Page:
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Research Papers

Multiscale Characterization of Spatial Heterogeneity in Multiphase Composite Microstructures

[+] Author and Article Information
M. A. Tschopp

Center for Advanced Vehicular Systems, Mississippi State University, Starkville, MS 39762

G. B. Wilks

Air Force Research Laboratory, Materials and Manufacturing Directorate, AFRL/RX, Wright Patterson AFB, OH 45433; General Dynamics Corporation, Dayton, OH 45431

J. E. Spowart

Air Force Research Laboratory, Materials and Manufacturing Directorate, AFRL/RX, Wright Patterson AFB, OH 45433

Since the chemical reaction units are in moles and the amounts of A and B from an image will be in units of area (volume in 3D), there will be a constant for each reactant relating the area (volume) to the number of moles. To simplify, here we have used 1 pixel of A or B is equal to 1 mol of A or B.

A cubic spline fit may be used to interpolate values between data points, as shown in Fig. 5. The intersection points for RY0.05, RY0.50, and RY0.95 are shown as triangles in Fig. 5.

J. Eng. Mater. Technol 133(1), 011004 (Dec 01, 2010) (5 pages) doi:10.1115/1.4002639 History: Received February 08, 2010; Revised June 22, 2010; Published December 01, 2010; Online December 01, 2010

A computational characterization technique is presented for assessing the spatial heterogeneity of two reactant phases in a three-phase chemically reactive composite. This technique estimates the reaction yield on multiple microstructure length scales based on the segregation of the two reactant phases and the expected reaction stoichiometry. The result of this technique is a metric, quantifying the effectiveness of phase mixing in a particular microstructure as a function of length scale. Assuming that the proportionate mixing of reactant phases on multiple length scales will enhance reaction kinetics and the overall level of reaction completion, this tool can subsequently be used as a figure-of-merit for optimizing microstructure via appropriate processing. To illustrate this point, an example is shown where a bimodal three-phase microstructure has a higher reaction yield at every length scale when compared with a monomodal three-phase microstructure with the same constituent loading.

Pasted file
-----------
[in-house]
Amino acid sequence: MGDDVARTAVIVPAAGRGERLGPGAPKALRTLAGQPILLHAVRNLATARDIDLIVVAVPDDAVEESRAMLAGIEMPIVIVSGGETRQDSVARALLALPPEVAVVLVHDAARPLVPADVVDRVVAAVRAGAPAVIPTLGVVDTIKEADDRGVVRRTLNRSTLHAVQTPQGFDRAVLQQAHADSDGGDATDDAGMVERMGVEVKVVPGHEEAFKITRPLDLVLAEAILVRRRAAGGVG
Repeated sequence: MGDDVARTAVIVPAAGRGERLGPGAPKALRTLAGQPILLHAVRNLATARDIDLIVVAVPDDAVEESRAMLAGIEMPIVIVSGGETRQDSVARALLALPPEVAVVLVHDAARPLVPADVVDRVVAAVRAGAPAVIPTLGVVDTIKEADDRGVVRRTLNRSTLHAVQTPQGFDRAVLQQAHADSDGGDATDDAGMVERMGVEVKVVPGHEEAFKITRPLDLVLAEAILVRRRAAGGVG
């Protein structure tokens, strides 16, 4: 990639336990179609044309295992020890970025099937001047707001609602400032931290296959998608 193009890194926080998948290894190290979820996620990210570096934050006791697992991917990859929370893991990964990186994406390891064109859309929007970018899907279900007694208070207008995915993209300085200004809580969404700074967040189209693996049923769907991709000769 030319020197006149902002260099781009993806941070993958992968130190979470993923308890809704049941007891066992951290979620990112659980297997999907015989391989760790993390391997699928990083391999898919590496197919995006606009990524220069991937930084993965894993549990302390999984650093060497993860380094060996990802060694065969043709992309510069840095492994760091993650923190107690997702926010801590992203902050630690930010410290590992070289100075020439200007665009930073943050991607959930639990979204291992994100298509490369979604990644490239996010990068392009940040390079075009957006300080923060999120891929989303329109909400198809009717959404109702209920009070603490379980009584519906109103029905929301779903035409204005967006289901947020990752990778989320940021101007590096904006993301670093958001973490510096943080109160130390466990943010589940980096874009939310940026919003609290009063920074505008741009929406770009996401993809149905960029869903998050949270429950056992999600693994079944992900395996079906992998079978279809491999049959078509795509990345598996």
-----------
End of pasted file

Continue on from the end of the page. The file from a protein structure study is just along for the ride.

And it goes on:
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Figures

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Figure 1

Subregions (1024 pixel×1024 pixel) of various microstructures generated using the random sequential adsorption technique: (a) a two-phase microstructure with ϕ=0.50, d=42 pixels, (b) a three-phase monomodal (dA=dB=42 pixels) microstructure with ϕA=0.30 and ϕB=0.20, and (c) a three-phase bimodal (dA=14 pixels and dB=42 pixels) microstructure with ϕA=0.30 and ϕB=0.20

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Figure 2

The evolution of the area fraction of second phase (depicted by gray level intensity) as a function of length scale, Q, according to the isotropic MSAAF technique (1-2)

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Figure 3

The evolution of the coefficient of variation as a function of length scale for the ϕ=0.50, d=42 pixel two-phase microstructure (Fig. 1) using the isotropic MSAAF technique. The inset image is a lower resolution image of the analyzed two-phase microstructure.

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Figure 4

The evolution of the area fractions of A and B, the reaction product (γ), and unreacted fraction (δ,ε) as a function of length scale, Q, according to the three-phase MSAAF technique

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Figure 5

The evolution of the reaction yield as a function of the length scale for a monomodal (dA=dB=42 pixels) and bimodal (dA=14 pixels and dB=42 pixels) three-phase composite with ϕA=0.30 and ϕB=0.20. The red and black triangles mark the length scales associated with RY0.05, RY0.50, and RY0.95 for the monomodal and bimodal cases, respectively.

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Figure 6

The evolution of the reaction yield as a function of the length scale for monomodal (dA=dB=42 pixels) and bimodal (dA=42 pixels and dB=14 pixels) three-phase composites with ϕA=0.10 and ϕB=0.10, 0.20, and 0.30

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